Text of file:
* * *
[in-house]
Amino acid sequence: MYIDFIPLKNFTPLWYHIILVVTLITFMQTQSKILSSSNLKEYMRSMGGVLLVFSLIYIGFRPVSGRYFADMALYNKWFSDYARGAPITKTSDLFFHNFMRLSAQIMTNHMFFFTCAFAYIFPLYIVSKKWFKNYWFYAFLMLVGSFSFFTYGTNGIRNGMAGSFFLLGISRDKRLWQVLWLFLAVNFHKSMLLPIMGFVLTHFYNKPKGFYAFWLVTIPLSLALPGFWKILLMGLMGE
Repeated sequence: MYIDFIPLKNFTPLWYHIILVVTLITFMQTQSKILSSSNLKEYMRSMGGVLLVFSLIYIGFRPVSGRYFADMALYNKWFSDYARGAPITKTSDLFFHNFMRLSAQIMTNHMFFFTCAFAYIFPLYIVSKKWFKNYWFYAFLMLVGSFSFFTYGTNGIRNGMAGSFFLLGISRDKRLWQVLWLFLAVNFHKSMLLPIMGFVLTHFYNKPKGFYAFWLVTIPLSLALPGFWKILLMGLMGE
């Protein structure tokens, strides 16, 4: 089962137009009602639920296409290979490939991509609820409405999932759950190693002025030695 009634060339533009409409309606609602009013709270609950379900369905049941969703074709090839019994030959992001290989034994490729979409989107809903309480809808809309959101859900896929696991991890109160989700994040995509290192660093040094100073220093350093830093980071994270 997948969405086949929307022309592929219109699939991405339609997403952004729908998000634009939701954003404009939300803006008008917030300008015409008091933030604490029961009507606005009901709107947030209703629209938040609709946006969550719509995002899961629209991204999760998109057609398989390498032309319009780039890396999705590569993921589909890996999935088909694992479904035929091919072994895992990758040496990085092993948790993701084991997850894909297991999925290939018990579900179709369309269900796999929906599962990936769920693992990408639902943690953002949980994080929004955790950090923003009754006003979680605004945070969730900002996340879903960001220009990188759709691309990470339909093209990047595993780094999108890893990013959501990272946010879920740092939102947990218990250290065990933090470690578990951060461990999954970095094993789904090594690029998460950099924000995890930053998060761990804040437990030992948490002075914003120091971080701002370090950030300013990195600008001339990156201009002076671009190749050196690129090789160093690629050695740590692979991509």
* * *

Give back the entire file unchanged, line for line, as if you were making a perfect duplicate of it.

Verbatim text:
[in-house]
Amino acid sequence: MYIDFIPLKNFTPLWYHIILVVTLITFMQTQSKILSSSNLKEYMRSMGGVLLVFSLIYIGFRPVSGRYFADMALYNKWFSDYARGAPITKTSDLFFHNFMRLSAQIMTNHMFFFTCAFAYIFPLYIVSKKWFKNYWFYAFLMLVGSFSFFTYGTNGIRNGMAGSFFLLGISRDKRLWQVLWLFLAVNFHKSMLLPIMGFVLTHFYNKPKGFYAFWLVTIPLSLALPGFWKILLMGLMGE
Repeated sequence: MYIDFIPLKNFTPLWYHIILVVTLITFMQTQSKILSSSNLKEYMRSMGGVLLVFSLIYIGFRPVSGRYFADMALYNKWFSDYARGAPITKTSDLFFHNFMRLSAQIMTNHMFFFTCAFAYIFPLYIVSKKWFKNYWFYAFLMLVGSFSFFTYGTNGIRNGMAGSFFLLGISRDKRLWQVLWLFLAVNFHKSMLLPIMGFVLTHFYNKPKGFYAFWLVTIPLSLALPGFWKILLMGLMGE
């Protein structure tokens, strides 16, 4: 089962137009009602639920296409290979490939991509609820409405999932759950190693002025030695 009634060339533009409409309606609602009013709270609950379900369905049941969703074709090839019994030959992001290989034994490729979409989107809903309480809808809309959101859900896929696991991890109160989700994040995509290192660093040094100073220093350093830093980071994270 997948969405086949929307022309592929219109699939991405339609997403952004729908998000634009939701954003404009939300803006008008917030300008015409008091933030604490029961009507606005009901709107947030209703629209938040609709946006969550719509995002899961629209991204999760998109057609398989390498032309319009780039890396999705590569993921589909890996999935088909694992479904035929091919072994895992990758040496990085092993948790993701084991997850894909297991999925290939018990579900179709369309269900796999929906599962990936769920693992990408639902943690953002949980994080929004955790950090923003009754006003979680605004945070969730900002996340879903960001220009990188759709691309990470339909093209990047595993780094999108890893990013959501990272946010879920740092939102947990218990250290065990933090470690578990951060461990999954970095094993789904090594690029998460950099924000995890930053998060761990804040437990030992948490002075914003120091971080701002370090950030300013990195600008001339990156201009002076671009190749050196690129090789160093690629050695740590692979991509």